Ticks are about the size of a poppy seed. They stand on the end of a blade of grass with their hands in the air to find a host. They are able to sense heat and a change in light as you or your dog passes them by. A common myth is that they are only found in long grass. Ticks do not differentiate based on grass height. They are prevalent during the spring and fall seasons. They do not like very hot or very cold conditions. They are a super bug that does not die but simply hibernates when the weather does not suit them. In the hot days of summer, it is still cool enough in wooded areas for ticks to be active all summer long.

Ticks were mostly thought to reside in only rural wooded areas. They are now finding ticks blossoming in urban areas. One theory is that they have been brought to the city on family dogs and cats returning from cottages and camping. In the past, ticks have fed mostly on deer and were prevalent only in areas with high deer populations. Researchers now know that ticks frequently feed on birds and rodents and will travel where their host takes them.

To protect my family, I was told to have my children wear long pants tucked into their socks during the spring and fall season. I almost choked on the word socks while I struggled to maintain my composure.  As soon as it hits 12 degrees Celcius, my kids are in their bathing suits spraying each other with the hose. My goodness, we are Canadian, gosh darn it! Who wears socks once the sun shines past 7pm?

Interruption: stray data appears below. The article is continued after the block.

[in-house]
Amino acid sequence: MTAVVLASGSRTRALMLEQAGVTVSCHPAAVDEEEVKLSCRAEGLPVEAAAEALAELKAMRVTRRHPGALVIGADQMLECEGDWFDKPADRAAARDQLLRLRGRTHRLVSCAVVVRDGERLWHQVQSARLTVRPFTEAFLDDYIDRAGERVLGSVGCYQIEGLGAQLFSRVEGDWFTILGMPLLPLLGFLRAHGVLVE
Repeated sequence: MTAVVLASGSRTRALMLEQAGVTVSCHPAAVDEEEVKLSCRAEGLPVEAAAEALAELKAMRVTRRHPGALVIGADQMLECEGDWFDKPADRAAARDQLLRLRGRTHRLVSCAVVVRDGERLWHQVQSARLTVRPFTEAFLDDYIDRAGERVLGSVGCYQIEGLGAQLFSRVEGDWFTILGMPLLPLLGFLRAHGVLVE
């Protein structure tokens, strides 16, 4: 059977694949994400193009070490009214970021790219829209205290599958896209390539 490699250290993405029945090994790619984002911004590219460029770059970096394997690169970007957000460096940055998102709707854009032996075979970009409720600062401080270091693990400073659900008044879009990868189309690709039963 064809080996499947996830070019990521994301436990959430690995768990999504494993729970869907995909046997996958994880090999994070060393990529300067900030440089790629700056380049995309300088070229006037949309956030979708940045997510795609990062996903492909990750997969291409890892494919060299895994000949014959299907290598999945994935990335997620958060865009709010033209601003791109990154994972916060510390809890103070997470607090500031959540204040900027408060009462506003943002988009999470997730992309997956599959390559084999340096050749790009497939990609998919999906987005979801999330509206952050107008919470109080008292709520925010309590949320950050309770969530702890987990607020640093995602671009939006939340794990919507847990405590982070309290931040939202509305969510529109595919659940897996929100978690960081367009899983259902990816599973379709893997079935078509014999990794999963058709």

So what to do? Until it gets really hot, I make my kids wear sneakers and socks, and I spray them with DEET from the knee down. I’m not a of fan of using DEET on my children, but I’m less of a fan of Lyme disease. We have also started daily tick checks. My kids are old enough to bath and dress themselves so I don’t see them naked as much as I use to when they were little. Now we check for ticks before they put their pajamas on.

I am worried about my little one whom I adore. After a long wait in the emergency ward, Ruby told me very matter of factly that she would like to change her name to Glitter Avery Vortex. If she beats this whole Lyme disease thing, I may have to reward her with a permanent name change.

Be strong my Glitter Girl!